Plodding on a padded plateau

Are you feeling stagnant? Stuck? Stale?

I just completed a feature article for a health magazine on losing the last ten pounds – and it’s all about how to get off that comfy plateau. Although weight loss is not my topic today, it does illustrate an important point with wider implications.

When we exercise, we tend to stick with a familiar routine. We walk a certain route in the neighborhood, we go to the gym and lift a regular set of weights, whatever. But the muscles get accustomed to that routine and get increasingly efficient at executing it – so the routine that a few months ago had the pounds peeling off is not doing much today.

The remedy is to wake up your muscles by giving them something different – if you swim, walk; if you walk, try a bike; if you run, try intervals.

The same thing goes with our minds. We are creatures of habit. We have carved out a set of daily rituals that make life simpler because we don’t have to think. What’s for breakfast: oatmeal. When to read the paper? As I eat my oatmeal. Which route to take to get to work? 78th Street to I-5. Where should we go on our night out? the movies. But our minds go soft and stagnant, just like our bodies.

Turns out your brain needs novelty too. Brain researchers have discovered that when we consciously develop new habits, try new things or in new ways we create new synaptic pathways and increase our creative capacity.

The most important ingredients for stretching yourself are curiosity and wonder… when you look around yourself and ask: I wonder what would happen if?… I wonder how??? I have had the most delightful experiences when I’ve followed that instinct. It’s almost a physical sensation I call the brain tickle.

We live in three behavioral zones: comfort, stretch and stress.

  • Comfort is the realm of existing habit
  • Stress occurs when a challenge is so far beyond the comfort of our usual ways that we’re overwhelmed.
  • Stretch is the sweet spot: where you’re doing things that are a bit awkward and unfamiliar but manageable. At first there is confusion – when you’re trying to fuse the old with the new. But then the brain sorts things out and gets stronger.

I know a guy who was bored with his life so he decided to spend a year doing one new thing every day. To keep himself honest, he started a blog where he writes about what he did that day and usually posts a photo as evidence. That’s one way!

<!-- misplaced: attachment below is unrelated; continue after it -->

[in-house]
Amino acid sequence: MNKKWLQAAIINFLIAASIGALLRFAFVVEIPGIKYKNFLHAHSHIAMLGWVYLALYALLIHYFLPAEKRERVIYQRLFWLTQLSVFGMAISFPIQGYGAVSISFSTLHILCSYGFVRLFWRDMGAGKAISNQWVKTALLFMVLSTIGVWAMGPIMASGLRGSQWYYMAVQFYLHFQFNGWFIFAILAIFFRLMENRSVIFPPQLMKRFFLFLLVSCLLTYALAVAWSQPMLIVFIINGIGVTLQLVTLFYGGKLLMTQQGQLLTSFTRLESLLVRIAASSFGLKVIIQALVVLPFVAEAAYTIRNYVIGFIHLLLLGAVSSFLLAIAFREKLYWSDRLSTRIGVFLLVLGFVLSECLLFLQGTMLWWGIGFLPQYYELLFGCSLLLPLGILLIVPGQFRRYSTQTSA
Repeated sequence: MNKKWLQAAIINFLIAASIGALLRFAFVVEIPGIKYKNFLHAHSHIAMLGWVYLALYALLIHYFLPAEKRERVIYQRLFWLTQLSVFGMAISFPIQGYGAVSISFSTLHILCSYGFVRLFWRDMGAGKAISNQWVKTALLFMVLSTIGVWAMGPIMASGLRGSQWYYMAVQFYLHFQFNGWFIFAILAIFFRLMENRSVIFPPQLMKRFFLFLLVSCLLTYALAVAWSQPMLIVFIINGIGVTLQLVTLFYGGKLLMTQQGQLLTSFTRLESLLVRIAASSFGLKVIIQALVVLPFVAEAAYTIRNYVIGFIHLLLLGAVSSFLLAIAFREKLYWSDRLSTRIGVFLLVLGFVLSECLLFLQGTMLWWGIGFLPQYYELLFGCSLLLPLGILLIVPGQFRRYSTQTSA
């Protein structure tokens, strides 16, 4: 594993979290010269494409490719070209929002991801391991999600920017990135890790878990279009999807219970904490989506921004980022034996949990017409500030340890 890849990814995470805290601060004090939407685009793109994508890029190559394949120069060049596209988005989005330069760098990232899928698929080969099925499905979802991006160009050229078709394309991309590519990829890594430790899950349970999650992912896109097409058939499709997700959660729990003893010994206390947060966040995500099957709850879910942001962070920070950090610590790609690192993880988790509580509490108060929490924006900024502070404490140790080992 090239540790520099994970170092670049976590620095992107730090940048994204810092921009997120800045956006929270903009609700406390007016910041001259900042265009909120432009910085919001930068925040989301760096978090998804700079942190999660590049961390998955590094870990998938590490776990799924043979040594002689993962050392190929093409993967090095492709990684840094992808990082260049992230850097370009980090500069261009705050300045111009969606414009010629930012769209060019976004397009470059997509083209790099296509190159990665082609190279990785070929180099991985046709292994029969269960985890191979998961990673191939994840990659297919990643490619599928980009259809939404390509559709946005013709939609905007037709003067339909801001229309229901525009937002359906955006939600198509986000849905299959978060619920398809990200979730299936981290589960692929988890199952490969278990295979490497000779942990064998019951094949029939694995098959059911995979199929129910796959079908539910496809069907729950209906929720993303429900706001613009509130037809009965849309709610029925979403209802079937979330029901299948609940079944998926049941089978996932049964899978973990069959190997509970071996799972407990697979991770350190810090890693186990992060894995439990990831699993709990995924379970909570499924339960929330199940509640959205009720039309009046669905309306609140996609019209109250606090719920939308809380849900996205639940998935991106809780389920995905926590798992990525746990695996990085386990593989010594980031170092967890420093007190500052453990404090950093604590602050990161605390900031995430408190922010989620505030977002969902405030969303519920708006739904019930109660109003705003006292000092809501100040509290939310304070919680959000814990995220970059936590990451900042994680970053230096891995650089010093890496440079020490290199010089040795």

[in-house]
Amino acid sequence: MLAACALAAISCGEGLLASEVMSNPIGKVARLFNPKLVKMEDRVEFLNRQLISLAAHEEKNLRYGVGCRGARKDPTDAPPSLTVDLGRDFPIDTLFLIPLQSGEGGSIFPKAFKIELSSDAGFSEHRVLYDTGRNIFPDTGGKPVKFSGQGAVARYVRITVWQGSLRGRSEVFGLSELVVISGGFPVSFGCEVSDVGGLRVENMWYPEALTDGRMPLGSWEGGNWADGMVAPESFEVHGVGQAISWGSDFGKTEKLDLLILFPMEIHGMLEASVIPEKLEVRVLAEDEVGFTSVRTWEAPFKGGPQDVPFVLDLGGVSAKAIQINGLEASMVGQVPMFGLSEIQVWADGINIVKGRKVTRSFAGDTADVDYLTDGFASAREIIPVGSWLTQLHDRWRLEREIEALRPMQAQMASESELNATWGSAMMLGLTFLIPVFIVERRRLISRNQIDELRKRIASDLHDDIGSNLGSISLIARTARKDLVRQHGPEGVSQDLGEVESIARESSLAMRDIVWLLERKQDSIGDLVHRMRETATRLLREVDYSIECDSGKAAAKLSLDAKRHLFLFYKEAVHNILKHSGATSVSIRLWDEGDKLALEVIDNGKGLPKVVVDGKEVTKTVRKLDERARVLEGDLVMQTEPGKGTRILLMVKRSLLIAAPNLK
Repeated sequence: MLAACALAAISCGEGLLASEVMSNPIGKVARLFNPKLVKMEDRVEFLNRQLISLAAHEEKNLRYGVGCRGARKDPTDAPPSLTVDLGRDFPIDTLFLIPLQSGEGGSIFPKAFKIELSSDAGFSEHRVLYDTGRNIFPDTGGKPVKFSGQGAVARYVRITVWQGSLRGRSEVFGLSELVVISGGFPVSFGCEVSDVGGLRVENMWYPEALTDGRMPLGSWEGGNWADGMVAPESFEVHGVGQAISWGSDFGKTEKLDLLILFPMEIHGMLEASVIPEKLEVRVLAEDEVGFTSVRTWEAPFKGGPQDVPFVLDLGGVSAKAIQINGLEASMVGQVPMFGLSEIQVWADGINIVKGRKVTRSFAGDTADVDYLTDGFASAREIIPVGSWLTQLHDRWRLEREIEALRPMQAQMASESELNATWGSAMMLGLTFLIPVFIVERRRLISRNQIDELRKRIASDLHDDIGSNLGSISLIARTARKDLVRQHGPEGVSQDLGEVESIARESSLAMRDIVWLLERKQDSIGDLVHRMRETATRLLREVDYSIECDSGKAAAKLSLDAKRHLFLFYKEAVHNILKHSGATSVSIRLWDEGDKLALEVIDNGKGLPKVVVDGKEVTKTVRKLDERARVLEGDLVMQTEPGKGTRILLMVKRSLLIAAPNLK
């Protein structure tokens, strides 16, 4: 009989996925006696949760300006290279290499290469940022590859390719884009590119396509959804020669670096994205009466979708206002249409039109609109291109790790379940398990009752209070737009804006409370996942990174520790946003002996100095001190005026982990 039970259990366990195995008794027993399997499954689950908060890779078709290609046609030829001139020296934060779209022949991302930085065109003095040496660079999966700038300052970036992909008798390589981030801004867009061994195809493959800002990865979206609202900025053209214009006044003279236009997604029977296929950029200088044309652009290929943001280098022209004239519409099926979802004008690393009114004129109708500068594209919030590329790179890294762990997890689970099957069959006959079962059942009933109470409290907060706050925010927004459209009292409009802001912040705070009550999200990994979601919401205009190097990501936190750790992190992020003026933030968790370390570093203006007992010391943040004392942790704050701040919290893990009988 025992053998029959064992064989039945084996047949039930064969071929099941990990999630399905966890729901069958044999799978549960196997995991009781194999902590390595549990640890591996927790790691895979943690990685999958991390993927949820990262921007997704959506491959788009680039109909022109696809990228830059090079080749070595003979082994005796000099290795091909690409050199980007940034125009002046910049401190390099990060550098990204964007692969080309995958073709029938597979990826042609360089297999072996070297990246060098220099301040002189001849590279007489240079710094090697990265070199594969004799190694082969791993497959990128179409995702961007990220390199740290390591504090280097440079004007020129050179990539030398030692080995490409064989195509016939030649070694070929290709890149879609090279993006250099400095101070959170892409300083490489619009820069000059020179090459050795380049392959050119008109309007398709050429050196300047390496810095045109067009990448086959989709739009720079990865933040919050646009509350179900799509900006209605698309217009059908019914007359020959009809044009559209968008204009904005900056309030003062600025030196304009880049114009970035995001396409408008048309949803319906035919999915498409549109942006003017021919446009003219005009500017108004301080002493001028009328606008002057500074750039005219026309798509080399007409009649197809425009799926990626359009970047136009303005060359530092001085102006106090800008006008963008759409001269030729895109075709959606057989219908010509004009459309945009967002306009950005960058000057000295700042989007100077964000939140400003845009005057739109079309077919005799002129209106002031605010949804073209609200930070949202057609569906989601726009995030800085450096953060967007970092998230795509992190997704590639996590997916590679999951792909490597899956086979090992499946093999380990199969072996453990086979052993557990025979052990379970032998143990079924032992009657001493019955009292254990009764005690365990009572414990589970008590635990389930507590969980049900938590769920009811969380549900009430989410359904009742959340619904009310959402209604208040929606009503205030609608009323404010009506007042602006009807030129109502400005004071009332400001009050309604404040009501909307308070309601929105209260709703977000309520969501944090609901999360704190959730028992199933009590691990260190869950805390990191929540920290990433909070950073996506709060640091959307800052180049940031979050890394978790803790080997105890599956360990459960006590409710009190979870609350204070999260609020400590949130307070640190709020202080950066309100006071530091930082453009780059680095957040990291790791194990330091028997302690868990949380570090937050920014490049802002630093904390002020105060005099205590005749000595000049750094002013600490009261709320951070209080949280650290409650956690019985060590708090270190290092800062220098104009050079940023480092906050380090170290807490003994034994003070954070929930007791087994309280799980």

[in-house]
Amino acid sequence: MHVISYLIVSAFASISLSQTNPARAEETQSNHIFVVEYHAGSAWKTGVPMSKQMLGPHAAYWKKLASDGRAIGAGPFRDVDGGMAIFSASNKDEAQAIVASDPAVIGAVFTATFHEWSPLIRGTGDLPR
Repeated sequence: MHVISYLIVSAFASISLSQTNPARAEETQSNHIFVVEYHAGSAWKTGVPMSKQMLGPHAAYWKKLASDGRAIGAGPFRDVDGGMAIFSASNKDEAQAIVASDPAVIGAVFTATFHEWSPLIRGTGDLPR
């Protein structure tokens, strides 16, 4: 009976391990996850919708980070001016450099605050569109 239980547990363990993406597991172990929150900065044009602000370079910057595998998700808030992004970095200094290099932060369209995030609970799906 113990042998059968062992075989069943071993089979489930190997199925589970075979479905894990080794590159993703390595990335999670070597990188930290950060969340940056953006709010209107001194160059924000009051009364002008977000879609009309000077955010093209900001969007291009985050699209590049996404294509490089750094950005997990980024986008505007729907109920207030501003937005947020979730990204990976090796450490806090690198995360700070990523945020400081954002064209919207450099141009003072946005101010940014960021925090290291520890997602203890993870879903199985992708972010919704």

Or you could take yourself on a weekly Artist’s Date as recommended in the creativity program, “The Artist’s Way.” You don’t have to spend money going to the theater or museum (although those are wonderfully inspiring), you can simply collect a bunch of leaves and make a collage, sit under a tree and listen to the birds, dance around the kitchen to an old rock and roll CD, take your camera on a walk around the neighborhood and take pictures of everything you see that is blue, try your hand at knitting or making something from modeling clay.

My favorite recommendation is to stretch yourself by joining Toastmasters. Simply getting over the fear of speaking to a group is the first major stretch – for some it’s life or death stress at first. The next stretch is coming up with a variety of speeches that will interest and inform your club members.

These skills are now in the realm of comfort for me, but delivering a speech without any notes is my stretch. My memory sucks and I don’t yet trust myself to just wing the general message.

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2 responses to “Plodding on a padded plateau

  1. Yes, the somatic experience of wonder!

    I love brain tickle.

    I feel the experience of wonder in the body is one where all parts of the body have the opportunity to stand up and be counted. If I’m gazing at the weeping willow above my head, what is the back of my neck experiencing.

  2. That’s pretty present, karlcron! If I’m looking at something (say a weeping willow) it’s hard not to translate the experience into words, “Hey, that’s a pretty willow. I like the shade of green and the way that branch droops.” There’s a willow up the street; I’ll have to find out what my neck experiences. Thanks for opening my mind, I mean neck.